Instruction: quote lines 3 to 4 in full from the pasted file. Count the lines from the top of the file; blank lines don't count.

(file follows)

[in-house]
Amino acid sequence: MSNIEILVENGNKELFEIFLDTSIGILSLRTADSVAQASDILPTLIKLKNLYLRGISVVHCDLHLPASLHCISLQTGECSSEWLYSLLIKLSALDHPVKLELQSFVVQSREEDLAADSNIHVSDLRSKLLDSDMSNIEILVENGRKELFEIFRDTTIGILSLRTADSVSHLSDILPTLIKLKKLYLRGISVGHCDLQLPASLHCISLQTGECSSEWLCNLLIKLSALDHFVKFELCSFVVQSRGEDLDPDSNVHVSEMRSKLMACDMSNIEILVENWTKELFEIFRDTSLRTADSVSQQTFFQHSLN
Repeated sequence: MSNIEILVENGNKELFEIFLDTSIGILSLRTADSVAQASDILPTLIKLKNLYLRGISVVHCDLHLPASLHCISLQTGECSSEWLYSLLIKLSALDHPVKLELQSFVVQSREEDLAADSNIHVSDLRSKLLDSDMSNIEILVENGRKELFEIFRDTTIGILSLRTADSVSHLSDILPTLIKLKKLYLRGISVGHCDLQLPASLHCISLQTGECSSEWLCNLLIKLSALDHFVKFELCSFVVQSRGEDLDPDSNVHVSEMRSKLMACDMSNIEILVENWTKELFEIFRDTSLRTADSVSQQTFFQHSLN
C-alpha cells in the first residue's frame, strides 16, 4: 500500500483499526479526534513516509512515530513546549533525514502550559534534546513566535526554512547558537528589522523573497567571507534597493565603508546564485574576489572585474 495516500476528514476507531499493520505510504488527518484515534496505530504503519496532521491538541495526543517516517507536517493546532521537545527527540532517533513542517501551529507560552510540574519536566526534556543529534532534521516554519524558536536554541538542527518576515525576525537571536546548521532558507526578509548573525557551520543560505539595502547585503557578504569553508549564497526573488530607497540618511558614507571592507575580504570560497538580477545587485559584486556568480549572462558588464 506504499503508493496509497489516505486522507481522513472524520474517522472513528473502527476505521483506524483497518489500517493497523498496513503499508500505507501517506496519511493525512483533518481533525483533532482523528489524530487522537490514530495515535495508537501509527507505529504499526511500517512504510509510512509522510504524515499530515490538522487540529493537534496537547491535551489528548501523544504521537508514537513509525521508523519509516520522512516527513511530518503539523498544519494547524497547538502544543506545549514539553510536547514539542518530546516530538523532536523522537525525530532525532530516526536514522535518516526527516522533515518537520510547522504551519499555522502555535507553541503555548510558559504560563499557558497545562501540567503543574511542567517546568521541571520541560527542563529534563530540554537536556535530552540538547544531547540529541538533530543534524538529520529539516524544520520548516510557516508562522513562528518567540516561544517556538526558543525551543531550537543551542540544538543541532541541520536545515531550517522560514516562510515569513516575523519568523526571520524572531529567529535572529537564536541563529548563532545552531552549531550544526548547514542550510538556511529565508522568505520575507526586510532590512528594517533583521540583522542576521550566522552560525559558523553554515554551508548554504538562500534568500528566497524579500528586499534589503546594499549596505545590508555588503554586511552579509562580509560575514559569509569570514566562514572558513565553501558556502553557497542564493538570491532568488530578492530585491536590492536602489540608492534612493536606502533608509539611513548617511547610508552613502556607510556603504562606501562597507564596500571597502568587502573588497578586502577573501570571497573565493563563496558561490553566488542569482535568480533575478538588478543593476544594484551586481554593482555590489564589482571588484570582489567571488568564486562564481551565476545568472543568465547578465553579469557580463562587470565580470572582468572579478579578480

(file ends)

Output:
Repeated sequence: MSNIEILVENGNKELFEIFLDTSIGILSLRTADSVAQASDILPTLIKLKNLYLRGISVVHCDLHLPASLHCISLQTGECSSEWLYSLLIKLSALDHPVKLELQSFVVQSREEDLAADSNIHVSDLRSKLLDSDMSNIEILVENGRKELFEIFRDTTIGILSLRTADSVSHLSDILPTLIKLKKLYLRGISVGHCDLQLPASLHCISLQTGECSSEWLCNLLIKLSALDHFVKFELCSFVVQSRGEDLDPDSNVHVSEMRSKLMACDMSNIEILVENWTKELFEIFRDTSLRTADSVSQQTFFQHSLN
C-alpha cells in the first residue's frame, strides 16, 4: 500500500483499526479526534513516509512515530513546549533525514502550559534534546513566535526554512547558537528589522523573497567571507534597493565603508546564485574576489572585474 495516500476528514476507531499493520505510504488527518484515534496505530504503519496532521491538541495526543517516517507536517493546532521537545527527540532517533513542517501551529507560552510540574519536566526534556543529534532534521516554519524558536536554541538542527518576515525576525537571536546548521532558507526578509548573525557551520543560505539595502547585503557578504569553508549564497526573488530607497540618511558614507571592507575580504570560497538580477545587485559584486556568480549572462558588464 506504499503508493496509497489516505486522507481522513472524520474517522472513528473502527476505521483506524483497518489500517493497523498496513503499508500505507501517506496519511493525512483533518481533525483533532482523528489524530487522537490514530495515535495508537501509527507505529504499526511500517512504510509510512509522510504524515499530515490538522487540529493537534496537547491535551489528548501523544504521537508514537513509525521508523519509516520522512516527513511530518503539523498544519494547524497547538502544543506545549514539553510536547514539542518530546516530538523532536523522537525525530532525532530516526536514522535518516526527516522533515518537520510547522504551519499555522502555535507553541503555548510558559504560563499557558497545562501540567503543574511542567517546568521541571520541560527542563529534563530540554537536556535530552540538547544531547540529541538533530543534524538529520529539516524544520520548516510557516508562522513562528518567540516561544517556538526558543525551543531550537543551542540544538543541532541541520536545515531550517522560514516562510515569513516575523519568523526571520524572531529567529535572529537564536541563529548563532545552531552549531550544526548547514542550510538556511529565508522568505520575507526586510532590512528594517533583521540583522542576521550566522552560525559558523553554515554551508548554504538562500534568500528566497524579500528586499534589503546594499549596505545590508555588503554586511552579509562580509560575514559569509569570514566562514572558513565553501558556502553557497542564493538570491532568488530578492530585491536590492536602489540608492534612493536606502533608509539611513548617511547610508552613502556607510556603504562606501562597507564596500571597502568587502573588497578586502577573501570571497573565493563563496558561490553566488542569482535568480533575478538588478543593476544594484551586481554593482555590489564589482571588484570582489567571488568564486562564481551565476545568472543568465547578465553579469557580463562587470565580470572582468572579478579578480